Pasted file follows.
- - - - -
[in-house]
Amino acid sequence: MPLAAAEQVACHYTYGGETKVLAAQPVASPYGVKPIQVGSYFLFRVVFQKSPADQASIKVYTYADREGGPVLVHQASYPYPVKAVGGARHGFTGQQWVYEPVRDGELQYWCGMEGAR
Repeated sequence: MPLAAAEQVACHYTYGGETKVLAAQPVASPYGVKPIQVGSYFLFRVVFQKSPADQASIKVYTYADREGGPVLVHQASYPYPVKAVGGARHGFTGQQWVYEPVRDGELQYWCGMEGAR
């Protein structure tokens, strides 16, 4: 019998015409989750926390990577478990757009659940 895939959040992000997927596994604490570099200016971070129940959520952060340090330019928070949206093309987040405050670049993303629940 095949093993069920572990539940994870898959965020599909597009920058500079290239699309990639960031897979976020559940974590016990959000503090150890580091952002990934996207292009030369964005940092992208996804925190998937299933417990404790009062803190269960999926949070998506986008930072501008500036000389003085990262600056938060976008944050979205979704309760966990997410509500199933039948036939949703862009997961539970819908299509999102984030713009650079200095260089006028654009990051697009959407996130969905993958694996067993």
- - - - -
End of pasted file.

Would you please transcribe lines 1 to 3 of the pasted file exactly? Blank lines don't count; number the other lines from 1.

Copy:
[in-house]
Amino acid sequence: MPLAAAEQVACHYTYGGETKVLAAQPVASPYGVKPIQVGSYFLFRVVFQKSPADQASIKVYTYADREGGPVLVHQASYPYPVKAVGGARHGFTGQQWVYEPVRDGELQYWCGMEGAR
Repeated sequence: MPLAAAEQVACHYTYGGETKVLAAQPVASPYGVKPIQVGSYFLFRVVFQKSPADQASIKVYTYADREGGPVLVHQASYPYPVKAVGGARHGFTGQQWVYEPVRDGELQYWCGMEGAR